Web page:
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By Pat Rizzuto
Chemical makers and importers that want to keep their products on the market must notify the EPA by February 2018 about the chemicals they have made during the past decade.
A final inventory notification rule (RIN:2070-AK24) the Environmental Protection Agency will publish Aug. 11 also establishes procedures companies will have to follow as they ask the EPA to keep certain information confidential. Examples could include a chemical’s specific identity or a company’s identity as the manufacturer of a specific chemical. The information must be submitted by Feb. 7, 2018.
The EPA estimated 1,600 chemical manufacturers and importers and another 100 chemical processors, which make paints, waxes, cleaning and other chemical-intensive products, would need to notify the agency at an estimated cost of $9.7 million to $11.8 million over the next 10 years. Thousands more chemical makers and processors would want to familiarize themselves with the rule, the agency said.
As the deadline approaches, chemical makers were confident they could provide the EPA with the required information. Robert Helminiak, managing director of government relations for the Society of Chemical Manufacturers and Affiliates (SOCMA), which represents specialty chemical manufacturers, said the amount of work facing such companies is manageable.
“Fortunately, SOCMA members have been made well aware of the rule, and we will update them again when the rule is published,” he told Bloomberg BNA. “We believe they will be prepared. A 180-day window is a small window to cover 10 years of chemical development and manufacture, but we’re optimistic the industry can meet the requirements. We believe EPA has removed some difficult-to-comply-with requirements,” Helminiak said.
Chemical makers and importers are required to provide the EPA with the requested information as part of the amendments to the Toxic Substances Control Act signed into law in 2016.
Chemical processors can choose to notify the agency about chemicals they use, but they aren’t required to. They have until Oct. 5, 2018, to notify the agency if a chemical they use wasn’t put on the active chemicals inventory.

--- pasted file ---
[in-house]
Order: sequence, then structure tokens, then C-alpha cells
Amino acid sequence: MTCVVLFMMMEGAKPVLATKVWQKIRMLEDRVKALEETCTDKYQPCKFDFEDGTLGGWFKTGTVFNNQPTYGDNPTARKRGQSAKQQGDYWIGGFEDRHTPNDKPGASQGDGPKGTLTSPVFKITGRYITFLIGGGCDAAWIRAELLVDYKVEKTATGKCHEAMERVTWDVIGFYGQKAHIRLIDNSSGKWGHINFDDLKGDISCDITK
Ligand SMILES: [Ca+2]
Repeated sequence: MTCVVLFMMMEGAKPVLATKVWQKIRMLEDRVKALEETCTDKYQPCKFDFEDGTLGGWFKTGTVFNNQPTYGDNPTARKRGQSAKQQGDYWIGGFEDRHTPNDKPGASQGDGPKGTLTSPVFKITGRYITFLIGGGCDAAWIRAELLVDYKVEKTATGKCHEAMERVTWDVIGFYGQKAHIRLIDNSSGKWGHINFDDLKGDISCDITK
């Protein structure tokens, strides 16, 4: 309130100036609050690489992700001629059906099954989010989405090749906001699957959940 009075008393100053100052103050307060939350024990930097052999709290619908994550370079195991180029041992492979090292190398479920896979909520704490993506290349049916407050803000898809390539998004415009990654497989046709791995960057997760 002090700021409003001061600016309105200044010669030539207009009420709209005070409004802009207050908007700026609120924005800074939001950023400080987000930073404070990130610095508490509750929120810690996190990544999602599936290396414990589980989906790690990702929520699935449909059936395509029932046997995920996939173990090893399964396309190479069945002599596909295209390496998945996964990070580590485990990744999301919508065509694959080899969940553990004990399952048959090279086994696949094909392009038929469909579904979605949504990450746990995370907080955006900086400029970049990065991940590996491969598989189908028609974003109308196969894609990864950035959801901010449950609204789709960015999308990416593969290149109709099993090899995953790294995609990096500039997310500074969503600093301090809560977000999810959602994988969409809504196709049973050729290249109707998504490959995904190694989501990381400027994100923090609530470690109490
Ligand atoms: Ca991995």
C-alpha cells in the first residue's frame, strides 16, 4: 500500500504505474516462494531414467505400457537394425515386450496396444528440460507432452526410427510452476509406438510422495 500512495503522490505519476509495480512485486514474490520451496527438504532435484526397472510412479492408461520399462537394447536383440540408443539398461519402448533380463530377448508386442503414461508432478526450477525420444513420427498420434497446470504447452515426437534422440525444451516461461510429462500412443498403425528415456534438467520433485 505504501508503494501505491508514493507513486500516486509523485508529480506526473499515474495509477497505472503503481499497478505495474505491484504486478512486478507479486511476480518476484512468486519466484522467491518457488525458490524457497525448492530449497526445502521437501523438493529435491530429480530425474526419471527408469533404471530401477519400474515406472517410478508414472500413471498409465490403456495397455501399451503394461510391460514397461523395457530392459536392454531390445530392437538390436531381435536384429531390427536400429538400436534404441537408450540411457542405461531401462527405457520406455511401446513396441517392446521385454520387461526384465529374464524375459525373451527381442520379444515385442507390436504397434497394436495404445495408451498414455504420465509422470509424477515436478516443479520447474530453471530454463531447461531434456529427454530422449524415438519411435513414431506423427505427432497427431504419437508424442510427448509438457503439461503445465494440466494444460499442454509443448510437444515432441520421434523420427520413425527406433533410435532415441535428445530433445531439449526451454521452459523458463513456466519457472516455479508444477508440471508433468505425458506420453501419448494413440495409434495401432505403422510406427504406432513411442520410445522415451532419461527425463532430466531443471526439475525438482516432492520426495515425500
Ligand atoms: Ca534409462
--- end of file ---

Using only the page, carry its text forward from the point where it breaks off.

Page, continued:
The rule establishes the process by which the EPA and companies will establish two lists—an active inventory of chemicals that have been in commerce since June 21, 2006, and an inventory of chemicals that used to be in commerce but currently are dormant.
Only chemicals on the active inventory can continue to be made in, imported into, or used in the U.S. once the agency establishes the list. So companies that use chemicals to make cars, airplanes, semiconductors, cleaners, and myriad other products might want to make sure the chemicals they need remain on the active list.
Chemicals on the inactive inventory could be made and used once again, but only after notifying the agency ahead of time.
The EPA’s final rule seeks to reduce the notification burden companies would face. For example, companies that make a chemical that meets certain criteria—for example, a manufacturer already reported the chemical’s production to the EPA to comply with its 2012 or 2016 Chemical Data Reporting rule—do not have to notify the agency a second time. The EPA presumes those chemicals have been in commerce during the 10 years preceding TSCA’s overhaul.
The EPA listed the 9,627 chemicals it presumes are in commerce on an interim list of active substances.
Those chemicals, generally, are ones that were produced in volumes of 25,000 pounds or more, meaning many chemicals essential to diverse industries already are on the presumed-to-be-active list and companies would not need to notify the EPA a second time to keep them on the active list.
Companies making smaller volumes of chemical, such as specialty chemical and some fragrance manufacturers, may not have produced their substances at the 25,000 pound threshold, meaning they must notify the agency if they want to continue making those products.
“The industry’s main concern is having an accurate list of active chemicals. SOCMA is confident EPA will once again work with industry to make sure the EPA work product is properly completed and correct,” Helminiak said.
None of the companies Bloomberg BNA contacted voiced concerns about the effects the rule would have on them.
“Albemarle will meet all deadlines and comply with all requirements,” Susan Richardson, senior communications director for the Albemarle Corp., told Bloomberg BNA by email.
3M and Procter & Gamble Co. did not immediately reply to Bloomberg BNA request for comment, while Lanxess and BASF SE declined to comment on the rule.
To contact the reporter on this story: Pat Rizzuto in Washington at email@example.com
To contact the editor responsible for this story: Rachael Daigle at firstname.lastname@example.org
EPA's final rule is available at http://src.bna.com/rzD.
EPA's interim list of active substances is available at https://www.epa.gov/tsca-inventory/interim-list-active-substances.
Copyright © 2017 The Bureau of National Affairs, Inc. All Rights Reserved.
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